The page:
Outside the Classroom:
Everything About English That You Didn’t Learn in Class
English language learners and native English speakers alike can agree that this language of ours behaves very strangely at times! But do you know why? Find out below!
Why is the English language so stupid/weird?
Answer: Because of history!
English is notorious for having many exceptions to its rules regarding grammar, pronunciation, and spelling. This can, understandably, be very frustrating when one is trying to learn it. But wait! There’s good news. There is actually a reason that English is the way it is and when you see the connections, you will understand these patterns better.
As I explained in my article “Did English come from Latin?”, English has taken a huge amount of vocabulary from other languages and, in most cases, we have preserved the spelling and pronunciation from the original language. As an example, consider why we pronounce the “t” in blanket, but not buffet? Well, buffet was originally a French word and when we follow French pronunciation rules, a lone “t” is not pronounced at the end of a word (eg. ballet, buffet, valet, gourmet). Another case is when we keep the Italian pronunciation of “c”, a “ch” sound, in words we borrowed from them, like cello and ciabatta.
Although it is less common, English also occasionally follows the original language’s grammatical rules. Most well-know examples come from Latin, like alumni (plural), alumna (female) and alumnus (male). Latin and Greek words that follow their rules for pluralization are especially plentiful in the sciences: bacterium and bacteria, nucleus and nuclei, phenomenon and phenomena.
Now, these borrowings explain a lot of the exceptions that often annoy English language learners, but there is one more factor that is to blame for English spelling in particular. The bewildering relationship between the spelling and sound of many English words is a result of two huge events in history, one which you have certainly heard of and the other, probably not. In 1473, the printing press came to England and suddenly writers had to consider a standardized spelling for English where there had been none before. However, at the same time, another great change was taking place: the Great Vowel Shift! This is the name given to the time between 1400 and 1700 when English speakers in Britain began to pronounce all of their vowels very differently. For instance, before the change, farmers would have said something like “shape” when referring to their sheep. As you can imagine, it was difficult trying to get people from different regions of England to agree on spelling rules (hence why food, good, and blood don’t rhyme) at the same time as the language was changing so rapidly. There were also words that became standardized after which people simply stopped pronouncing certain sounds. For example, originally, every letter in the word knight was pronounced. Other words with disappearing sounds include calm, dumb, walk, knee, and gnaw. All of the letters in these words were originally pronounced, but now they each feature a silent letter, kept in the word simply because that’s how they are supposed to be spelled.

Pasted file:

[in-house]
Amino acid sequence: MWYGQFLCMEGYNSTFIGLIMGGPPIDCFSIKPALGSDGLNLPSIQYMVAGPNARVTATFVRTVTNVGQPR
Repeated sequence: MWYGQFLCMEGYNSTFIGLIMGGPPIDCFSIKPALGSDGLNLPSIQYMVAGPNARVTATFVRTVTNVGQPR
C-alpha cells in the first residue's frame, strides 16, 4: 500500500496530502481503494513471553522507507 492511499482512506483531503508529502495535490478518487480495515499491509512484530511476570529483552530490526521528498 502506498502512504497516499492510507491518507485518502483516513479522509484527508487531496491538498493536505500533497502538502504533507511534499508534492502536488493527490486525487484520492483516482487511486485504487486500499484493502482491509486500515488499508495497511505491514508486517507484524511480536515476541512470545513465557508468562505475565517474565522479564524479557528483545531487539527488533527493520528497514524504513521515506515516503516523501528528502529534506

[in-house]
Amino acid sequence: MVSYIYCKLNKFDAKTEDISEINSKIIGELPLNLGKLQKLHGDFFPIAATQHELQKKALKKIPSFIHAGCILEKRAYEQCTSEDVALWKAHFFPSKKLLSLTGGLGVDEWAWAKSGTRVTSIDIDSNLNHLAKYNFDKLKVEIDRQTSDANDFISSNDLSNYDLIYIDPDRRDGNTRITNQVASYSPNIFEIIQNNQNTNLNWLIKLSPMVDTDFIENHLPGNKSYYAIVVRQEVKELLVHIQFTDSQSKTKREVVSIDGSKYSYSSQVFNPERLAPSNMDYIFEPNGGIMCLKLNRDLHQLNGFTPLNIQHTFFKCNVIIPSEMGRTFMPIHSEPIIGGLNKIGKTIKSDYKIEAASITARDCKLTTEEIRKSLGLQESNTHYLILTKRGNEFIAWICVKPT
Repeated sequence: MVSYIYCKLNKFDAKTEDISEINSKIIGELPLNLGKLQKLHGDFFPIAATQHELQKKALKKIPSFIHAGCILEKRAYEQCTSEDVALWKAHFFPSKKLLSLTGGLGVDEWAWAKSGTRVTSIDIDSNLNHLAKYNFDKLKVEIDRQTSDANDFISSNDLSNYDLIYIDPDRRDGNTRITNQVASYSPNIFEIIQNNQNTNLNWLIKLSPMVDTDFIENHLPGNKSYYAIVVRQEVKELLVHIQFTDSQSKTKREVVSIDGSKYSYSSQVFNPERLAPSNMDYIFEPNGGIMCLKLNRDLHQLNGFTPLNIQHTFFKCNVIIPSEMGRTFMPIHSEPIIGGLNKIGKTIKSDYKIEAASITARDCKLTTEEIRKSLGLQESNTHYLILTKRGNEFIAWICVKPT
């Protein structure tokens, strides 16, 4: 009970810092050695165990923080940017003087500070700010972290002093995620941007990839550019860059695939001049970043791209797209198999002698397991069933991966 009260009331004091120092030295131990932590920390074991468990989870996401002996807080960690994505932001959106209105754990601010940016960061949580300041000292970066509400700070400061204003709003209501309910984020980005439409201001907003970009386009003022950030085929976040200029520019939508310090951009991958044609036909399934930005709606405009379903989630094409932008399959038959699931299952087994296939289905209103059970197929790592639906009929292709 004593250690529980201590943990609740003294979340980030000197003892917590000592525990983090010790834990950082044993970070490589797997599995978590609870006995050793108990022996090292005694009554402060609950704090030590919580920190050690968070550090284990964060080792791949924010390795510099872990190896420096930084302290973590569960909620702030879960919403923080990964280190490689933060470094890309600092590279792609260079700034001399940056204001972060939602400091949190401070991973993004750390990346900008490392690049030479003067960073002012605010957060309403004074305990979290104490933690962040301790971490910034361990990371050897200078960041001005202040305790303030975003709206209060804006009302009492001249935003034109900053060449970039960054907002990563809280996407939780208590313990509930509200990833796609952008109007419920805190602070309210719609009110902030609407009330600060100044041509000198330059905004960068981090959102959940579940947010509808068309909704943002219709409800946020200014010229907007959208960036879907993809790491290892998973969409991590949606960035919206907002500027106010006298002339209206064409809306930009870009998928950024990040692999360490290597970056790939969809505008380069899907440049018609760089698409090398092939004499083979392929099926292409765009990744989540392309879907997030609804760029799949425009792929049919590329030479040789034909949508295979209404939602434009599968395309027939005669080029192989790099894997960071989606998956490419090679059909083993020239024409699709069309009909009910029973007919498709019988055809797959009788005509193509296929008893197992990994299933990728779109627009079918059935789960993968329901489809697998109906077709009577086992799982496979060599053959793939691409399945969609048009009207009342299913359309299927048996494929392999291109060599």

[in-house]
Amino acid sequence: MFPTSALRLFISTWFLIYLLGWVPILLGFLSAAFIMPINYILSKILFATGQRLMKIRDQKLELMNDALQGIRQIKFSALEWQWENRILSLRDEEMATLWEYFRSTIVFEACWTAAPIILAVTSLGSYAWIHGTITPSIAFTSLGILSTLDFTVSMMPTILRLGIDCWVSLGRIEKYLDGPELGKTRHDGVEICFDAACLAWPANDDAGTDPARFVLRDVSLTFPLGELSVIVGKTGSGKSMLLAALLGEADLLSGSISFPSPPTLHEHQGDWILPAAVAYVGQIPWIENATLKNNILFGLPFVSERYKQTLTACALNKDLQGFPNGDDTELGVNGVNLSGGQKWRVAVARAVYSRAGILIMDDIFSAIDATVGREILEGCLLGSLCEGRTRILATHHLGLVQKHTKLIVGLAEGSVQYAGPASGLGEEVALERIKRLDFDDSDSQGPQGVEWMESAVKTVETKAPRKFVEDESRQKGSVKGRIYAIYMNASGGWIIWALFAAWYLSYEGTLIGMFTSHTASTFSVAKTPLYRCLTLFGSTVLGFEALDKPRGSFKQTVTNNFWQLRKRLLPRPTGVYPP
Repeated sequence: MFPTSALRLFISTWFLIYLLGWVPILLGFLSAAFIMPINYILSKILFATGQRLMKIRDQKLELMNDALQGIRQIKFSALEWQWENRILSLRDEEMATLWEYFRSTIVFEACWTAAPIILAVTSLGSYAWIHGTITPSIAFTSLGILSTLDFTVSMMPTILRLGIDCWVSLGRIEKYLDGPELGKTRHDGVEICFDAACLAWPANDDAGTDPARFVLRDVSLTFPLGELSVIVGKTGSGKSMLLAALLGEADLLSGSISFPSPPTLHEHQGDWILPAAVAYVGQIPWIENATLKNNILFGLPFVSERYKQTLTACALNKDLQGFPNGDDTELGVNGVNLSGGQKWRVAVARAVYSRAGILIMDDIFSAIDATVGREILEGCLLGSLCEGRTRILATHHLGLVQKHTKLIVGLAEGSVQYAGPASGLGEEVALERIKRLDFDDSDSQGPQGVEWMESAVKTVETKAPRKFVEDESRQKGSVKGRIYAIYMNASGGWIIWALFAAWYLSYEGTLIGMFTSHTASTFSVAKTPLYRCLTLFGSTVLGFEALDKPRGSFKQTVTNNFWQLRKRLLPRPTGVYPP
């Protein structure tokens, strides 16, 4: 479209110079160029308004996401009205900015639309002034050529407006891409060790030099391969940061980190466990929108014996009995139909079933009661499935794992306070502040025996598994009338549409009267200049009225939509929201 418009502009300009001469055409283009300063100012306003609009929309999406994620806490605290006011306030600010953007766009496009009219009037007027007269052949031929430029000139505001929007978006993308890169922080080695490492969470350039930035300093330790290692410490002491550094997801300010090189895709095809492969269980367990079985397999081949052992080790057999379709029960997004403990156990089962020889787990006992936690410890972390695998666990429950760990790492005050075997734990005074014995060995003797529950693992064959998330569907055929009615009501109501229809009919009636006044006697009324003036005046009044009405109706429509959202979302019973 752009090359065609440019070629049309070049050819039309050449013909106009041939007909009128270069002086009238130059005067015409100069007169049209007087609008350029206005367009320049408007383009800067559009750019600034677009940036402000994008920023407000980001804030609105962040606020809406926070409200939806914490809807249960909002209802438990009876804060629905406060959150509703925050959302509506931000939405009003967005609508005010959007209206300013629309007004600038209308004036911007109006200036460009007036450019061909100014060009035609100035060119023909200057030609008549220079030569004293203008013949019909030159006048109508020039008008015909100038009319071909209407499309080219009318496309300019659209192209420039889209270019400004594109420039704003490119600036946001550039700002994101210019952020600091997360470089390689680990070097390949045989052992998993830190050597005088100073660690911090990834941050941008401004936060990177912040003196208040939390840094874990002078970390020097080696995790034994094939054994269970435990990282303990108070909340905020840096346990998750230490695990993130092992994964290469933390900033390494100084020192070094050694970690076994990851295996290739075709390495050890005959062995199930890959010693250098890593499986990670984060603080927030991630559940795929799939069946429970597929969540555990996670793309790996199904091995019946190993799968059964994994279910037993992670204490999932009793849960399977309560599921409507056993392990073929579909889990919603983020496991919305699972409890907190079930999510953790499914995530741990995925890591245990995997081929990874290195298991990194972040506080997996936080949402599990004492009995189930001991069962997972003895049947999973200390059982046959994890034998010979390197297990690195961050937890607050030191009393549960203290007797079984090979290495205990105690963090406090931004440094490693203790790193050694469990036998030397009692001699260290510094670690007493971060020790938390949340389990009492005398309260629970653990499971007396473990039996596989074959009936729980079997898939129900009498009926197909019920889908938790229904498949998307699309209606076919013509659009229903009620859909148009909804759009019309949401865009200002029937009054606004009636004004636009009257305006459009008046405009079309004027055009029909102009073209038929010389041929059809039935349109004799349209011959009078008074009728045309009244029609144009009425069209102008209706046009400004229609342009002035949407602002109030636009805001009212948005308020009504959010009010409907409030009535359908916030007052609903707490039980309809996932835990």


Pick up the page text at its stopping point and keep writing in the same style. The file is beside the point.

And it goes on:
So, as you begin to look at the history of English, you can start to see patterns amidst the chaos! There are still plenty of things that make English difficult to learn, but understanding the reasons for its weirdness can help you learn these exceptions more easily.
- The History of English – Early Modern English (Great Vowel Shift, the printing press, etc)
- What is a Foreign Plural in English Grammar? by Richard Nordquist
- A History of the English Language: Past Changes Precipitate Worldwide Popularity by Lauralee B. York
- And if you’re really keen… Trask’s Historical Linguistics by (one of my favourite books!)